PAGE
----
Escape characters such as "\n" (new line) and "\t" (tab) can be included in strings. The line:

string hello = "Hello\nWorld!";

is the same as:

Hello

World!

If you want to include a backward slash, it must be preceded with another backward slash. The following string:

string filePath = "\\\\My Documents\\";

is actually the same as:

\\My Documents\

The @ Symbol

The @ symbol tells the string constructor to ignore escape characters and line breaks. The following two strings are therefore identical:

string p1 = "\\\\My Documents\\My Files\\";
string p2 = @"\\My Documents\My Files\";

ToString()

Like all objects derived from Object, strings provide the ToString method, which converts a value to a string. This method can be used to convert numeric values into strings, like this:

int year = 1999;
string msg = "Eve was born in " + year.ToString();
System.Console.WriteLine(msg);  // outputs "Eve was born in 1999"

Accessing Individual Characters

Individual characters contained in a string can be accessed using methods such as SubString(), Replace(), Split() and Trim().

string s3 = "Visual C# Express";

System.Console.WriteLine(s3.Substring(7, 2));         // outputs "C#"
System.Console.WriteLine(s3.Replace("C#", "Basic"));  // outputs "Visual Basic Express"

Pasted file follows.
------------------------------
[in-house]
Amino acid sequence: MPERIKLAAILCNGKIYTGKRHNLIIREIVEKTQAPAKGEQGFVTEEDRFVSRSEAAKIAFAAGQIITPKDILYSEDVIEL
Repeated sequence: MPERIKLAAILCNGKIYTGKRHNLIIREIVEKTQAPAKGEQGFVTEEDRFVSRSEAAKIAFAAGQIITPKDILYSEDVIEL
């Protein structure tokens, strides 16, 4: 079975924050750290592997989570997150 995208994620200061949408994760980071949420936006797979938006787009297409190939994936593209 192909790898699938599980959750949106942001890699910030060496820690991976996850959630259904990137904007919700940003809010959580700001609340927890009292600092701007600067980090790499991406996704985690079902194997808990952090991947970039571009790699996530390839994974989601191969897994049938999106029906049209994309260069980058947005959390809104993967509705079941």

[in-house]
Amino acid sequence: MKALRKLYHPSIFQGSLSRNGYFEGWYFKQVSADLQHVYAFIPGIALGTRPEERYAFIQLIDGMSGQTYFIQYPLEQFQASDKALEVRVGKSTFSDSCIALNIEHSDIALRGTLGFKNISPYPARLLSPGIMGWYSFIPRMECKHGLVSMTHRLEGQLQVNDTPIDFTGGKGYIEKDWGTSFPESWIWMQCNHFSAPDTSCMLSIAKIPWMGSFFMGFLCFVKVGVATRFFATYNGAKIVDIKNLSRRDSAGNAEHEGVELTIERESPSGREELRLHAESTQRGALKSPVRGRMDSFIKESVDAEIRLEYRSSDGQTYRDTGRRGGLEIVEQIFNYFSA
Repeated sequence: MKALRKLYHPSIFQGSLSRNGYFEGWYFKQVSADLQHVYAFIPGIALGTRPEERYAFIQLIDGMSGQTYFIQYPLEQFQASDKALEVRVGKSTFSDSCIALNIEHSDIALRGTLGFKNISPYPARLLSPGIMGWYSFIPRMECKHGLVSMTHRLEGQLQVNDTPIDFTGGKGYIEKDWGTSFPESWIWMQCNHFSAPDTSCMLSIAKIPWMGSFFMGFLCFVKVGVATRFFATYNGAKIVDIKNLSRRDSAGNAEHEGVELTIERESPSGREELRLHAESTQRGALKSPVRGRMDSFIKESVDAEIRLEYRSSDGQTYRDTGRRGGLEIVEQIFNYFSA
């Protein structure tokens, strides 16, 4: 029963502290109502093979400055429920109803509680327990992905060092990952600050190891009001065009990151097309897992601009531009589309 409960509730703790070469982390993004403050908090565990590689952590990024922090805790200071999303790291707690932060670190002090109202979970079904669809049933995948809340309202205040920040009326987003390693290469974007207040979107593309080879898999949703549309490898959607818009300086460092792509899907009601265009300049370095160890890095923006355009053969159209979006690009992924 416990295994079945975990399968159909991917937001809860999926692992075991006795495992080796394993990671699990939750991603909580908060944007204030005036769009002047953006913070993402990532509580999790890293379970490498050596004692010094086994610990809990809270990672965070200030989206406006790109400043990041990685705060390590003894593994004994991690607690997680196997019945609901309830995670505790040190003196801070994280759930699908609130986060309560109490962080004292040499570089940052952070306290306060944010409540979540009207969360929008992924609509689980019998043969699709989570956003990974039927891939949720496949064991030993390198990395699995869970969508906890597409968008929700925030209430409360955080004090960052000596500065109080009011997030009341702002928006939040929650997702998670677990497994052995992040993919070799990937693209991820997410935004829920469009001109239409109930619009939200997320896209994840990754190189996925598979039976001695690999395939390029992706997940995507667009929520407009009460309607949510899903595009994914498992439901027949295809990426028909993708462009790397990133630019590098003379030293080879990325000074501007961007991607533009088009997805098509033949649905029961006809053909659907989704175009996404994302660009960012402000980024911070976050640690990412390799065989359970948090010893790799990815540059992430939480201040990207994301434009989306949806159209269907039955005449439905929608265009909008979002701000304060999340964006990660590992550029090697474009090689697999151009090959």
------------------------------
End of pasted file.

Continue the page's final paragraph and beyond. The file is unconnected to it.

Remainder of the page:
It is also possible to copy the characters into a character array, like this:

string s4 = "Hello, World";
char[] arr = s4.ToCharArray(0, s4.Length);

foreach (char c in arr)
{
    System.Console.Write(c);  // outputs "Hello, World"
}

Individual characters from a string can be accessed with an index, like this:

string s5 = "Printing backwards";

for (int i = 0; i < s5.Length; i++)
{
    System.Console.Write(s5[s5.Length - i - 1]);  // outputs "sdrawkcab gnitnirP"
}

Changing Case

To change the letters in a string to upper or lower case, use ToUpper() or ToLower(), like this:

string s6 = "Battle of Hastings, 1066";

System.Console.WriteLine(s6.ToUpper());  // outputs "BATTLE OF HASTINGS 1066"
System.Console.WriteLine(s6.ToLower());  // outputs "battle of hastings 1066"